Chico's FAS on Tuesday reported first quarter net sales fell 7.8% to $517.7 million from $561.8 million last year, in part due to 41 net store closures since the year-ago quarter.
The 7% overall comparable sales decline, due to lower average dollar sale and a decrease in transaction count, also contributed to the net sales drop, according to a company press release. By brand, comps at flagship Chico's fell 7.8% (on top of last year's 5.5% decline); at White House Black Market fell 10% (after falling 6.6% last year); at the Soma lingerie brand rose 3.4% (after last year's 5.8% decline).
Net income reached just $2 million compared to $29 million a year ago. Gross margin contracted 350-basis points year over year to $190.8 million or 36.9% of net sales, compared to $226.9 million or 40.4% last year. The decrease mostly reflects product liquidations, omnichannel charges and 100 basis-points due to accelerated depreciation from store closures.
Chico's, having rebuffed private equity firm Sycamore's takeover attempts twice in recent weeks, is going it alone as sales and traffic slowdowns drag down its results.
The company is in the midst of a drastic contraction in its brick-and-mortar footprint, with plans, announced in January, to shutter 250 stores over three years. The company has already shuttered 100 stores (6.6% of its fleet) in the past three years, according to financial data firm Thinkum. "While a sharp decline, even for retail apocalypse standards, headcount — which counts full- and part-time employees together — has fallen even more; from 22,700 to 18,500 employees, or an 18.5% decline," Thinkum finance editor Jon Marino wrote in a blog post Monday.
In their place are more omnichannel services in remaining stores and an online move meant to play to the strength in lingerie seen at its Soma brand, the April launch of millennial-focused TellTale. But the company's traffic and sales patterns don't bode well, according to Thinkum.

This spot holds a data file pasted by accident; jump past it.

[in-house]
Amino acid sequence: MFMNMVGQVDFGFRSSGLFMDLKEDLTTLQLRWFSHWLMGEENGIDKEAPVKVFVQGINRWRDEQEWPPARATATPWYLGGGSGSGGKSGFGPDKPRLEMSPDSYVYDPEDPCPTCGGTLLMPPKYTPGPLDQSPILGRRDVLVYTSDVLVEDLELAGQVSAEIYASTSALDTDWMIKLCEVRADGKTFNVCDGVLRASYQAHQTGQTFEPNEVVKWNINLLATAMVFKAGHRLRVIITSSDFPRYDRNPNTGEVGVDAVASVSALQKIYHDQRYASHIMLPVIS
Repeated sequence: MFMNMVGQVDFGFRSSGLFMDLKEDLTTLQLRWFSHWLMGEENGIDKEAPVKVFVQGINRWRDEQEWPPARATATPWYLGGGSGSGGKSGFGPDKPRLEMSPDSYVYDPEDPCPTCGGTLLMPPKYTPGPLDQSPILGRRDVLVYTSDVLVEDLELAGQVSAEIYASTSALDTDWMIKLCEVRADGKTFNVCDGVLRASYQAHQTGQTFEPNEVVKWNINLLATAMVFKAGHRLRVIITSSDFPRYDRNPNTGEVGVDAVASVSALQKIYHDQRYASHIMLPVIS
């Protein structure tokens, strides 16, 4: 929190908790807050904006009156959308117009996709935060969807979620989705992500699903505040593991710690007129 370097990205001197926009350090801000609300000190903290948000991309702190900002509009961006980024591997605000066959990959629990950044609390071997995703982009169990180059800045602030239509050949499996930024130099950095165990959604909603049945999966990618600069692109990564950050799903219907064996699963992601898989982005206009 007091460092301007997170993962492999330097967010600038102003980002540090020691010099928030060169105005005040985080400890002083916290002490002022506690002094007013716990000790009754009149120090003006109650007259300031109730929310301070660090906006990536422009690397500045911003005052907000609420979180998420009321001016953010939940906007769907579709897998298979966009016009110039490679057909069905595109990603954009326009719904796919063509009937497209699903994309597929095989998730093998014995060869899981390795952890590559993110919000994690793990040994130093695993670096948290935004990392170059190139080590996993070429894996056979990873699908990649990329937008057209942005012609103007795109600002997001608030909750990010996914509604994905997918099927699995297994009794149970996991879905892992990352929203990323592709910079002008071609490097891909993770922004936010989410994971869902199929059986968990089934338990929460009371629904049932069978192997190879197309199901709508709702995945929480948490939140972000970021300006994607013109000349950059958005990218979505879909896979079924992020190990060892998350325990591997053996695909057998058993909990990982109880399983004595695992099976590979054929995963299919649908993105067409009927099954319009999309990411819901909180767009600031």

The shakeup is not just in store ranks. Also in April, Shelley Broader resigned from her roles as CEO and president, and member of the board, replaced in the interim with Bonnie Brooks, formerly vice chair, president and CEO of Hudson's Bay Company and a Chico's FAS board member. The apparel company also that month brought on former Nordstrom Rack President Karen McKibbin to lead the Chico's brand, replacing Diane Ellis, who left in November.
That made for awkward timing when it came to Sycamore's bid. At first, Tuesday morning's early share slide seemed to bolster Marino's suggestion Monday that "its leadership may be forced to reconsider the decision to not sell. But the question is, will there be anyone left to buy the Florida retailer?" But the price recovered and was up 12% later in the morning.
In her statement Tuesday, Brooks said the company is set to make the right moves under new leadership and touted her own experience at righting the ship in apparel retail.
"Actions are now underway across all brands with a focus on three distinct areas that will positively impact our results. These include driving stronger sales through improved product and marketing; optimizing the customer journey by simplifying, digitizing and extending our unique and personalized service; and transforming our sourcing and supply chain operations to increase product speed to market and improve quality," she said. "Having led successful turnarounds at other major apparel retailers, I am confident that our action steps on the path forward are the ones needed to deliver our plans."